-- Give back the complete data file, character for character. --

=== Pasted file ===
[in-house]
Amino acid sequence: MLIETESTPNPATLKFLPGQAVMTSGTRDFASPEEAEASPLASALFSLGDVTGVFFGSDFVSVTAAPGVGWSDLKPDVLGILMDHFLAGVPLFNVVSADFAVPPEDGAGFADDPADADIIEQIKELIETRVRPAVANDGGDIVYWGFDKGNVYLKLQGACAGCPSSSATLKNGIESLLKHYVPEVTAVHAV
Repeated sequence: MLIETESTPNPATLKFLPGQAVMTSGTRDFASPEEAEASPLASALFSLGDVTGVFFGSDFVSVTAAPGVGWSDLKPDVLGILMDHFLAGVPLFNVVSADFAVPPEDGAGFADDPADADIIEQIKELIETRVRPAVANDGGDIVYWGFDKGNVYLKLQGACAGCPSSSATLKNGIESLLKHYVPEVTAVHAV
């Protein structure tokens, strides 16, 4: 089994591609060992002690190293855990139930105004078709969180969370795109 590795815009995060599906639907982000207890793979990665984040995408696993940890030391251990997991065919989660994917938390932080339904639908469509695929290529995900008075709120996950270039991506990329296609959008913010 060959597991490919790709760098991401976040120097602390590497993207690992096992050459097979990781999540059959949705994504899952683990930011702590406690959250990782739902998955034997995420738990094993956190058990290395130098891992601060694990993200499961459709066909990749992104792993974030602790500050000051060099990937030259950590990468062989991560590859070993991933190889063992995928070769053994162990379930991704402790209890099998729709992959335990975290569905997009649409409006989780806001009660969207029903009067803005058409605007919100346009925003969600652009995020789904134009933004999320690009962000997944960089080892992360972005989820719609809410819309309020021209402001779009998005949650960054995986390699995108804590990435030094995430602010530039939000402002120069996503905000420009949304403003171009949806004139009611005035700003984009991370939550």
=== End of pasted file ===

[in-house]
Amino acid sequence: MLIETESTPNPATLKFLPGQAVMTSGTRDFASPEEAEASPLASALFSLGDVTGVFFGSDFVSVTAAPGVGWSDLKPDVLGILMDHFLAGVPLFNVVSADFAVPPEDGAGFADDPADADIIEQIKELIETRVRPAVANDGGDIVYWGFDKGNVYLKLQGACAGCPSSSATLKNGIESLLKHYVPEVTAVHAV
Repeated sequence: MLIETESTPNPATLKFLPGQAVMTSGTRDFASPEEAEASPLASALFSLGDVTGVFFGSDFVSVTAAPGVGWSDLKPDVLGILMDHFLAGVPLFNVVSADFAVPPEDGAGFADDPADADIIEQIKELIETRVRPAVANDGGDIVYWGFDKGNVYLKLQGACAGCPSSSATLKNGIESLLKHYVPEVTAVHAV
């Protein structure tokens, strides 16, 4: 089994591609060992002690190293855990139930105004078709969180969370795109 590795815009995060599906639907982000207890793979990665984040995408696993940890030391251990997991065919989660994917938390932080339904639908469509695929290529995900008075709120996950270039991506990329296609959008913010 060959597991490919790709760098991401976040120097602390590497993207690992096992050459097979990781999540059959949705994504899952683990930011702590406690959250990782739902998955034997995420738990094993956190058990290395130098891992601060694990993200499961459709066909990749992104792993974030602790500050000051060099990937030259950590990468062989991560590859070993991933190889063992995928070769053994162990379930991704402790209890099998729709992959335990975290569905997009649409409006989780806001009660969207029903009067803005058409605007919100346009925003969600652009995020789904134009933004999320690009962000997944960089080892992360972005989820719609809410819309309020021209402001779009998005949650960054995986390699995108804590990435030094995430602010530039939000402002120069996503905000420009949304403003171009949806004139009611005035700003984009991370939550």